First is the County Transportation Authority Website. — And the July 7, 2016 board packet for those interested in what they are doing. — And this fabulous brochure about SFCTA from the headhunting company looking for a new executive director.It is wonderfully informative, easy to read and descriptive.
SFMTA was established by the passage of Proposition E in November 1999, a measure which amended San Francisco’s charter and established the semi-independent agency to combine and run Muni and DPT. The measure, promoted by the transit riders’ group Rescue Muni, among others, established service standards for the agency and made a number of changes to the laws governing it.
Prior to the passage of Proposition E, the Muni was governed by the Public Transportation Commission and the Department of Parking and Traffic was governed by the Parking and Traffic Commission. Both bodies were dissolved upon the full implementation of Proposition E. — All this was from Wikipedia which has much more good info on SFMTA history. — And this little tome, SFMTA budget from 2011 thereabouts.
But to really get the insight you need to ask Moody’s and S&P and another from S&P. and check out SFMTA’s investor page. And check out their Debt Policy paper. And the SFMTA Bond Oversight Committee. Here’s the minutes of that committee from June, 2016. And the Capitol Spending Plan for this period of five years. And recent updates for Key Transit Projects for 2016.
This is a wonderful document that explains MUNI from the big picture, macro perspective. The State of Good Repair Report. — Read about the delicate balance between funding the Central Subway and funding the rest of the San Francisco transportation system.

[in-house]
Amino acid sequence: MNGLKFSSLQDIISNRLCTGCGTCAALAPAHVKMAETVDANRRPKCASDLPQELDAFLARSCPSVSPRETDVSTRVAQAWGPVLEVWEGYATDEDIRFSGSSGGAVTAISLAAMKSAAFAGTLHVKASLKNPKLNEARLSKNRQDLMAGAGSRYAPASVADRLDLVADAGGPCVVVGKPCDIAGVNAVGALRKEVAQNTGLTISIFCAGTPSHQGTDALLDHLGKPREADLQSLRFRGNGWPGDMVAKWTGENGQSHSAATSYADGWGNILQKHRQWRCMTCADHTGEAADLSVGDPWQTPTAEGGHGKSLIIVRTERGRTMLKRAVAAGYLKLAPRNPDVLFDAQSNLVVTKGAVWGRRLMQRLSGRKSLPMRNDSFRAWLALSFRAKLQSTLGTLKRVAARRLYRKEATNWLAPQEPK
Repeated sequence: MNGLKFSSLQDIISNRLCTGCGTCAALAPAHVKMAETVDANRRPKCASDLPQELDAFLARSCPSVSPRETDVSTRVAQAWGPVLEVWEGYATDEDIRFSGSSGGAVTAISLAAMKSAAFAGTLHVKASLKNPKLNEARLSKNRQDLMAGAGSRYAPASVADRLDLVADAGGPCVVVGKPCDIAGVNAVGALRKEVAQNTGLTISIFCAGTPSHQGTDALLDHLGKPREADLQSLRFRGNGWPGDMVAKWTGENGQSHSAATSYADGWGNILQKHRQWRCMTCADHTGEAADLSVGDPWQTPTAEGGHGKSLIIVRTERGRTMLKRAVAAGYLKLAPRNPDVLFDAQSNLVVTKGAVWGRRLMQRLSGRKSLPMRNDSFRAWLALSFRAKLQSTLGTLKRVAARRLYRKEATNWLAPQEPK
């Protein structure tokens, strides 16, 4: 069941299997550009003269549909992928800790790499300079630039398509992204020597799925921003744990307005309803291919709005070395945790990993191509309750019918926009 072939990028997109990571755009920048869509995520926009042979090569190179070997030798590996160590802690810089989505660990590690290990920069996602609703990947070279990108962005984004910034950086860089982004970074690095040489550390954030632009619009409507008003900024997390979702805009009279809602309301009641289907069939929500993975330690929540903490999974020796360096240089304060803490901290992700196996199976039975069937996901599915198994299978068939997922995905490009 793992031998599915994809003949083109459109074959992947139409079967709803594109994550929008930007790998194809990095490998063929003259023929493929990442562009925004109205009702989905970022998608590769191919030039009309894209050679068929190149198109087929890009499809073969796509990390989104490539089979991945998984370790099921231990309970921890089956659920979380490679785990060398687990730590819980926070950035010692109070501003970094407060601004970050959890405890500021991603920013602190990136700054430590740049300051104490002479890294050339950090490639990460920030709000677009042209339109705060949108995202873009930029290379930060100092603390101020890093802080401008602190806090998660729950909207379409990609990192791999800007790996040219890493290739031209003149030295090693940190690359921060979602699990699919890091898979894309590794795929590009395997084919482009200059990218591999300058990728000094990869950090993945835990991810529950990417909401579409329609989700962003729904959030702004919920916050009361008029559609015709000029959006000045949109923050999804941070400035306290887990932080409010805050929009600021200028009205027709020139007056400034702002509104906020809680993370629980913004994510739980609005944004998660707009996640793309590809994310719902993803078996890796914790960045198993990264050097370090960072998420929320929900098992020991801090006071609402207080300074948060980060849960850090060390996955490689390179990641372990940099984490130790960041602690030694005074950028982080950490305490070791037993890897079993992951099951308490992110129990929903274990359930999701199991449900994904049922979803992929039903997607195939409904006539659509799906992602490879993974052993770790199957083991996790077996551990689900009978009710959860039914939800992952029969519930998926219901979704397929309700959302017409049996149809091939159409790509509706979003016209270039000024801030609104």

Another extensive (120 pages) big picture macro perspective overview of MUNI focusing on their real estate holdings, dated February 5, 2013. “The SFMTA’s Real Estate and Facilities Vision for the 21st Century” Prepared by Parsons Brinckerhoff.
Speaking of Parsons Brinckerhoff, who are they? You should know because they have been here a long time and have had a lot to do with how we get around in San Francisco. They are a subway builder and part of the original Bechtel Cabal that created the plans and processes that dominate transportation here now. Stanley D. Brunn explains it well in his book, “Engineering Earth: The Impacts of Megaengineering Projects.”
On that theme of BART creating downtown San Francisco is this short article by John Gibler on the Reimagine website: “Bart, GM & Bechtel: Protecting Property Values in San Francisco’s Financial District” from Race Poverty & the Environment, Spring, 2010.
And this great article from FoundSF explaining how the giant engineering firms dominate local transport planing and spending. BART: Bechtel’s Baby Historical Essay by Burton H. Wolfe originally published in the San Francisco Bay Guardian, Feb. 14, 1973 — “There’s no reason for people to hear of us. We’re not selling to the public.” –Steve Bechtel, Jr., president, Bechtel Corp., quoted in Newsweek.